For it seemed good to the Holy Spirit, and to us, to lay upon you no greater burden than these necessary things: that you abstain from things offered to idols, from blood, from things strangled, and from sexual immorality. If you keep yourselves from these, you will do well. Acts 15:28-29
In many respects this represented a major shift in thinking. It was not accepted universally, however, and Paul’s later epistles address those who continued to press for circumcision. Interestingly, it was while Paul was involved in a ceremonial cleansing at the temple that he was captured in an event that ultimately led to his journey to Rome as a prisoner.
Conflict does not necessarily mean that the church is divided. It all depends on the attitude we take. We should not let this disagreement affect our belief that we have a responsibility to share the news of the Gospel and Christ’s soon return. We can, indeed, agree to disagree on issues. Some have cast the current issue as divisive, but I suggest that it is only divisive if we allow it to be.
Here are some things to consider if we are to live and worship together in the wake of the General Conference vote:
- There are good people on both sides of this issue who have studied the question biblically, asking for the guidance of the Holy Spirit. They have come to different conclusions. That does not make one group right and the other wrong. It is probably worth reconsidering why each group has reached their own individual conclusions.
- Change is not necessarily a bad thing. The New Testament Church ultimately accepted that Gentiles should be allowed to join the church without the strictures of Jewish ceremonial law or even circumcision. That was a major change in thinking.
- Likewise, not all new ideas are right. Sometimes it takes time and, dare I say it, experimentation to see if a new idea is workable. A church, like individual people, sometimes makes mistakes and, by the grace of God, learns from those mistakes.
- How do we describe those people who think differently from us? The language I have seen on some “Adventist” sites on the Internet falls short of Christ’s vision of a group of people loving one another so that others might see that they are His disciples. Words like apostate, heretical, Jesuit, Roman Catholic, liberal, radical, archaic, used to describe those who disagree; and that makes it harder to talk to one another.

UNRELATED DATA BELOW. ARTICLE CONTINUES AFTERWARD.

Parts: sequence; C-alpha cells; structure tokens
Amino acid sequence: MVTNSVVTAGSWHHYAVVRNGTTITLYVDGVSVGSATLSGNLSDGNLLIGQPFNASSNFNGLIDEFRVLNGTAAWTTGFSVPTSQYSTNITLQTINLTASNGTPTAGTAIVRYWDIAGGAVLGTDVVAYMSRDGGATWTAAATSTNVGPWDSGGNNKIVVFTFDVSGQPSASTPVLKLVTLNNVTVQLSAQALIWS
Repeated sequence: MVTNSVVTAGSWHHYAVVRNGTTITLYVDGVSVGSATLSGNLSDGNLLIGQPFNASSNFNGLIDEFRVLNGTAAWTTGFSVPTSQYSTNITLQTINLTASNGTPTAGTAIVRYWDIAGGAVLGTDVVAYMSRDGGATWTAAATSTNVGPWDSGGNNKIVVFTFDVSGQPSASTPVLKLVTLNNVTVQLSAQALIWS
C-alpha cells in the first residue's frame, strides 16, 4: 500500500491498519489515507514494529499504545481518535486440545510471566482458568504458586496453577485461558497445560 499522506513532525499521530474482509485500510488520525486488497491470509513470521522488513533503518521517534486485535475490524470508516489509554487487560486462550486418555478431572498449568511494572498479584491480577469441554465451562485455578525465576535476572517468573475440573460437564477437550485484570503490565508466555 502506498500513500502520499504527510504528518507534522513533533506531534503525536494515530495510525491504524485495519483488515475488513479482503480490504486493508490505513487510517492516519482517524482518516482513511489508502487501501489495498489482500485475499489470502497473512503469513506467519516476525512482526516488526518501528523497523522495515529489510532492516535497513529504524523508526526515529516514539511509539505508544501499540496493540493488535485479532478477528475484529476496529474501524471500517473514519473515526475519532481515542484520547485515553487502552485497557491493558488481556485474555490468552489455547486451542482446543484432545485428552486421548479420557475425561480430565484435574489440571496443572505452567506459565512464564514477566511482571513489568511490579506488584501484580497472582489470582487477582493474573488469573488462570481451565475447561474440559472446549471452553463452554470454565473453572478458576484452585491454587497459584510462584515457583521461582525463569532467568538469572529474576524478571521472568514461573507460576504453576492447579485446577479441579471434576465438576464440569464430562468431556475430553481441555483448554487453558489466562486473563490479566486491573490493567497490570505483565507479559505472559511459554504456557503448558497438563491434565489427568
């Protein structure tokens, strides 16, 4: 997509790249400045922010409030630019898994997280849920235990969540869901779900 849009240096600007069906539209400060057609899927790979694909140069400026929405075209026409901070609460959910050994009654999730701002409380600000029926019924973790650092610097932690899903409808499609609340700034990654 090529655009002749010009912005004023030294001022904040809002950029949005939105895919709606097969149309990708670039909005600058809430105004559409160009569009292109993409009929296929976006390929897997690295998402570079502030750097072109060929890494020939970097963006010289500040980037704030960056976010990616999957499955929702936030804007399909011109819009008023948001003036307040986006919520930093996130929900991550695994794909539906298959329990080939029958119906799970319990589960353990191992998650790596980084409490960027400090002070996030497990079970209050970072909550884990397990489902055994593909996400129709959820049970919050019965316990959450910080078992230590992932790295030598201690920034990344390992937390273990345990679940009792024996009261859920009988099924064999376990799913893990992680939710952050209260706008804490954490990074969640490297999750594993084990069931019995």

- We should not expect everyone in the church to agree. We all have different backgrounds, and that colors our thinking.
We are expected to love one another.
I do not think Jesus expected his followers to always agree with one another but he has charged us with working with one another and spreading the Gospel.
Salvation is not dependent on the outcome of a General Conference session vote but on a relationship with Jesus, and if we allow the outcome to sever our relationship with Jesus, then the whole exercise is in vain. If we lose sight of the directive to work with one another in love, in spite of our differences, we have reduced our effectiveness in spreading the Word of God.
And finally Paul offers some sound advice:
Let love be without hypocrisy. Abhor what is evil. Cling to what is good. Be kindly affectionate to one another with brotherly love, in honor giving preference to one another. Rom 12: 9,10
If we choose to follow Paul’s counsel, the world will see that we are His disciples because we love one another. I believe the world is waiting for such a demonstration of the love of Christ in His people.
Editor’s note: Please understand that this post is not intended to provide a forum for discussing any recent decision of the GC. Comments referencing women’s ordination will not be published.